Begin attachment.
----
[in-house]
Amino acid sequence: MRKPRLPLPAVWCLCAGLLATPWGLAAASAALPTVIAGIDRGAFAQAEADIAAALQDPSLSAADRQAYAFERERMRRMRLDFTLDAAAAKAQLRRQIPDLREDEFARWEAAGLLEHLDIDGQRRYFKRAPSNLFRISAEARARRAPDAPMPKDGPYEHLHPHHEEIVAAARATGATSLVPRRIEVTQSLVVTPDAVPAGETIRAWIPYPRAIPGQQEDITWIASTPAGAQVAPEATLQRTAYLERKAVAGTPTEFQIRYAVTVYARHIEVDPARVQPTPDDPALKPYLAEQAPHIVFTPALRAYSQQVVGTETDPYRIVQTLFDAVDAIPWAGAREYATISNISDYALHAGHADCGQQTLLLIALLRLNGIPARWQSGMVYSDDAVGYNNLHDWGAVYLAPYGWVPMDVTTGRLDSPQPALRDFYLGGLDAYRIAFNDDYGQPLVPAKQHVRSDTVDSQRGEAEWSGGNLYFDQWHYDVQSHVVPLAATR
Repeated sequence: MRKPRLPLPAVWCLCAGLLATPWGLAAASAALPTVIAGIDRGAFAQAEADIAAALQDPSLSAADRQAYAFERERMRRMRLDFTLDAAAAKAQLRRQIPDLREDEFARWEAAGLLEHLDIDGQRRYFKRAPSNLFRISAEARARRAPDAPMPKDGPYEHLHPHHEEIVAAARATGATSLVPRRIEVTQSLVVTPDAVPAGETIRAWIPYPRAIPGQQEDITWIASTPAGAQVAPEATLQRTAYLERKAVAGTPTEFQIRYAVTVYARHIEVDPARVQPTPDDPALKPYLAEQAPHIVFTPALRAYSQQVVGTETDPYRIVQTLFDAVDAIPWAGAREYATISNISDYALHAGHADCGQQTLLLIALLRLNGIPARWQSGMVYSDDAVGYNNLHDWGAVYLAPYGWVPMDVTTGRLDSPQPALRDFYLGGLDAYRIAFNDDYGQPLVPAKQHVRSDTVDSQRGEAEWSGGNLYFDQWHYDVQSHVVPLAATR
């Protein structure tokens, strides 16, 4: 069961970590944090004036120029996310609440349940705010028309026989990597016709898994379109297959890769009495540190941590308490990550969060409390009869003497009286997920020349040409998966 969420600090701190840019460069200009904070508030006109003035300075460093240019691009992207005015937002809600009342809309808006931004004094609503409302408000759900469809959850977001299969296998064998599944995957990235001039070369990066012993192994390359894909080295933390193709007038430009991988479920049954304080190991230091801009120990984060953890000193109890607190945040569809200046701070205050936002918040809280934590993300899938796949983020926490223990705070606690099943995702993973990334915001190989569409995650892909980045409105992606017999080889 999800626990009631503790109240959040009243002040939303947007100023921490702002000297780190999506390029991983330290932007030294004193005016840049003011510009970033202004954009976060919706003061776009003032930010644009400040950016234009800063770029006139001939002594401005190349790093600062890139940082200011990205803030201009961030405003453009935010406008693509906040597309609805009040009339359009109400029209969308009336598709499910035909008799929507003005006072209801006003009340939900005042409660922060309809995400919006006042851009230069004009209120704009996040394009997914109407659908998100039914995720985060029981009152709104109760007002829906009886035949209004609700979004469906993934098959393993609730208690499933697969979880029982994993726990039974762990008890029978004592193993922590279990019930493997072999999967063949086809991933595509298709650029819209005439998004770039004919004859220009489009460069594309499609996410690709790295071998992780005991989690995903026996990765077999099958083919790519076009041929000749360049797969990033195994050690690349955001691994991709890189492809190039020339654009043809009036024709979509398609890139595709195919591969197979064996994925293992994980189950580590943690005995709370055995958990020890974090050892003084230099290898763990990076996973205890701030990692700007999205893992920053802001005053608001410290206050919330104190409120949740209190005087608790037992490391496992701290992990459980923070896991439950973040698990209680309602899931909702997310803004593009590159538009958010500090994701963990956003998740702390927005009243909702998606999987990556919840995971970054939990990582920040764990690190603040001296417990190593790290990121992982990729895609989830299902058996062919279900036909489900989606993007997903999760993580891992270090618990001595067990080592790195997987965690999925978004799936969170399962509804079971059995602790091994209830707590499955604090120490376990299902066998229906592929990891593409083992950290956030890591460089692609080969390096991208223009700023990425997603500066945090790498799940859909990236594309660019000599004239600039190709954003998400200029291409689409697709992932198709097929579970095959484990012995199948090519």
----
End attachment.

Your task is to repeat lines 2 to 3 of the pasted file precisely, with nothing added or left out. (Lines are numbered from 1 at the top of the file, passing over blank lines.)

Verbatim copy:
Amino acid sequence: MRKPRLPLPAVWCLCAGLLATPWGLAAASAALPTVIAGIDRGAFAQAEADIAAALQDPSLSAADRQAYAFERERMRRMRLDFTLDAAAAKAQLRRQIPDLREDEFARWEAAGLLEHLDIDGQRRYFKRAPSNLFRISAEARARRAPDAPMPKDGPYEHLHPHHEEIVAAARATGATSLVPRRIEVTQSLVVTPDAVPAGETIRAWIPYPRAIPGQQEDITWIASTPAGAQVAPEATLQRTAYLERKAVAGTPTEFQIRYAVTVYARHIEVDPARVQPTPDDPALKPYLAEQAPHIVFTPALRAYSQQVVGTETDPYRIVQTLFDAVDAIPWAGAREYATISNISDYALHAGHADCGQQTLLLIALLRLNGIPARWQSGMVYSDDAVGYNNLHDWGAVYLAPYGWVPMDVTTGRLDSPQPALRDFYLGGLDAYRIAFNDDYGQPLVPAKQHVRSDTVDSQRGEAEWSGGNLYFDQWHYDVQSHVVPLAATR
Repeated sequence: MRKPRLPLPAVWCLCAGLLATPWGLAAASAALPTVIAGIDRGAFAQAEADIAAALQDPSLSAADRQAYAFERERMRRMRLDFTLDAAAAKAQLRRQIPDLREDEFARWEAAGLLEHLDIDGQRRYFKRAPSNLFRISAEARARRAPDAPMPKDGPYEHLHPHHEEIVAAARATGATSLVPRRIEVTQSLVVTPDAVPAGETIRAWIPYPRAIPGQQEDITWIASTPAGAQVAPEATLQRTAYLERKAVAGTPTEFQIRYAVTVYARHIEVDPARVQPTPDDPALKPYLAEQAPHIVFTPALRAYSQQVVGTETDPYRIVQTLFDAVDAIPWAGAREYATISNISDYALHAGHADCGQQTLLLIALLRLNGIPARWQSGMVYSDDAVGYNNLHDWGAVYLAPYGWVPMDVTTGRLDSPQPALRDFYLGGLDAYRIAFNDDYGQPLVPAKQHVRSDTVDSQRGEAEWSGGNLYFDQWHYDVQSHVVPLAATR